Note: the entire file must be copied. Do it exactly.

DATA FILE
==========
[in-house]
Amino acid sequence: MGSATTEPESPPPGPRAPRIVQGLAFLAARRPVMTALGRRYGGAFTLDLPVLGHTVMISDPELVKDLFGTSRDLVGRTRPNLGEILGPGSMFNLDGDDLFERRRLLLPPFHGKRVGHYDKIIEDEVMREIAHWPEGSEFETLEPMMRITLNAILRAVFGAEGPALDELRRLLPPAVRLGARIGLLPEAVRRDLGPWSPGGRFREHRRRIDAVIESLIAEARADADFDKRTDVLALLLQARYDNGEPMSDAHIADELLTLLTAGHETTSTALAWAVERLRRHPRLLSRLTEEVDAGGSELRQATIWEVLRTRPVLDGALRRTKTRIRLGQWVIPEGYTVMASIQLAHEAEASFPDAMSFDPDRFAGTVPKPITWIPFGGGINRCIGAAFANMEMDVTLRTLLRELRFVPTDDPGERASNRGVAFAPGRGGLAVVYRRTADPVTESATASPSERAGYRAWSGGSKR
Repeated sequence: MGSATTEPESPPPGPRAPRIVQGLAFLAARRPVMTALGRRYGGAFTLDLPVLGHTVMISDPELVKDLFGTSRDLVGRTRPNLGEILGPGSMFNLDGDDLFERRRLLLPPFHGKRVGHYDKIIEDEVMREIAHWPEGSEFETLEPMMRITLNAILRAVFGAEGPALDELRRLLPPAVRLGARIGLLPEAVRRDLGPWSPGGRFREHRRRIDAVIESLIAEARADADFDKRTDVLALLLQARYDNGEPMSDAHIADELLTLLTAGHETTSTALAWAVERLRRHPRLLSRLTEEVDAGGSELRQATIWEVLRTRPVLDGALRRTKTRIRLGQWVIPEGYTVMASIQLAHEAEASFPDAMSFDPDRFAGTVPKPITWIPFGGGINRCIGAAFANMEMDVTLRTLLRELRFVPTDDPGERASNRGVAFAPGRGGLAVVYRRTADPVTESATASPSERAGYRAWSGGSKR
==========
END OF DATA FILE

[in-house]
Amino acid sequence: MGSATTEPESPPPGPRAPRIVQGLAFLAARRPVMTALGRRYGGAFTLDLPVLGHTVMISDPELVKDLFGTSRDLVGRTRPNLGEILGPGSMFNLDGDDLFERRRLLLPPFHGKRVGHYDKIIEDEVMREIAHWPEGSEFETLEPMMRITLNAILRAVFGAEGPALDELRRLLPPAVRLGARIGLLPEAVRRDLGPWSPGGRFREHRRRIDAVIESLIAEARADADFDKRTDVLALLLQARYDNGEPMSDAHIADELLTLLTAGHETTSTALAWAVERLRRHPRLLSRLTEEVDAGGSELRQATIWEVLRTRPVLDGALRRTKTRIRLGQWVIPEGYTVMASIQLAHEAEASFPDAMSFDPDRFAGTVPKPITWIPFGGGINRCIGAAFANMEMDVTLRTLLRELRFVPTDDPGERASNRGVAFAPGRGGLAVVYRRTADPVTESATASPSERAGYRAWSGGSKR
Repeated sequence: MGSATTEPESPPPGPRAPRIVQGLAFLAARRPVMTALGRRYGGAFTLDLPVLGHTVMISDPELVKDLFGTSRDLVGRTRPNLGEILGPGSMFNLDGDDLFERRRLLLPPFHGKRVGHYDKIIEDEVMREIAHWPEGSEFETLEPMMRITLNAILRAVFGAEGPALDELRRLLPPAVRLGARIGLLPEAVRRDLGPWSPGGRFREHRRRIDAVIESLIAEARADADFDKRTDVLALLLQARYDNGEPMSDAHIADELLTLLTAGHETTSTALAWAVERLRRHPRLLSRLTEEVDAGGSELRQATIWEVLRTRPVLDGALRRTKTRIRLGQWVIPEGYTVMASIQLAHEAEASFPDAMSFDPDRFAGTVPKPITWIPFGGGINRCIGAAFANMEMDVTLRTLLRELRFVPTDDPGERASNRGVAFAPGRGGLAVVYRRTADPVTESATASPSERAGYRAWSGGSKR